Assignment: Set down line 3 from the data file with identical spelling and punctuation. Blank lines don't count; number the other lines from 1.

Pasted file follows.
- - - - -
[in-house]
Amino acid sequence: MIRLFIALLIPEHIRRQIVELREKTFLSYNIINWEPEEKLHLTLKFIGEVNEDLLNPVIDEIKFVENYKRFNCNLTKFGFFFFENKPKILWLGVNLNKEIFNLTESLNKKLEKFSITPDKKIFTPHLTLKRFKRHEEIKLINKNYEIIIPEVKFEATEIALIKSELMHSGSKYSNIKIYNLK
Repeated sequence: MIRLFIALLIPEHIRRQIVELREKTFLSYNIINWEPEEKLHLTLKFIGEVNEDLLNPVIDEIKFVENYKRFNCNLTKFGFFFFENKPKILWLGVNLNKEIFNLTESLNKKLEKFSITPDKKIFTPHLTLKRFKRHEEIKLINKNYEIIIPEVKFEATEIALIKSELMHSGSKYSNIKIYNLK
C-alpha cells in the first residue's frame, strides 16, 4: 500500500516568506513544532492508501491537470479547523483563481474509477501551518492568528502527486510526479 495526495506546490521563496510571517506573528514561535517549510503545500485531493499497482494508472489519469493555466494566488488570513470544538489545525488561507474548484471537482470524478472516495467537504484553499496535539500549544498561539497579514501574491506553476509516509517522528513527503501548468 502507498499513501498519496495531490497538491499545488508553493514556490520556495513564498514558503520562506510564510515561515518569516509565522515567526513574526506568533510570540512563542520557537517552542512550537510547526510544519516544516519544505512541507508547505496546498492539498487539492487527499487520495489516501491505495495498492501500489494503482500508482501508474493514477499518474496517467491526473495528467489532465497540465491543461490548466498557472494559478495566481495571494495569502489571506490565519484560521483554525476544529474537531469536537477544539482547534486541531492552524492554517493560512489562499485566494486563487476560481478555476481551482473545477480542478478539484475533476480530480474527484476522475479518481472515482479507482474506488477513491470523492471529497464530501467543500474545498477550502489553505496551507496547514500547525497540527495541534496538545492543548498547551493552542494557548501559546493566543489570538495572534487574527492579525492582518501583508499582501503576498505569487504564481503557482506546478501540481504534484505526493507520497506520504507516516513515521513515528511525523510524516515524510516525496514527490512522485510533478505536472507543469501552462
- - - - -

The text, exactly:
Repeated sequence: MIRLFIALLIPEHIRRQIVELREKTFLSYNIINWEPEEKLHLTLKFIGEVNEDLLNPVIDEIKFVENYKRFNCNLTKFGFFFFENKPKILWLGVNLNKEIFNLTESLNKKLEKFSITPDKKIFTPHLTLKRFKRHEEIKLINKNYEIIIPEVKFEATEIALIKSELMHSGSKYSNIKIYNLK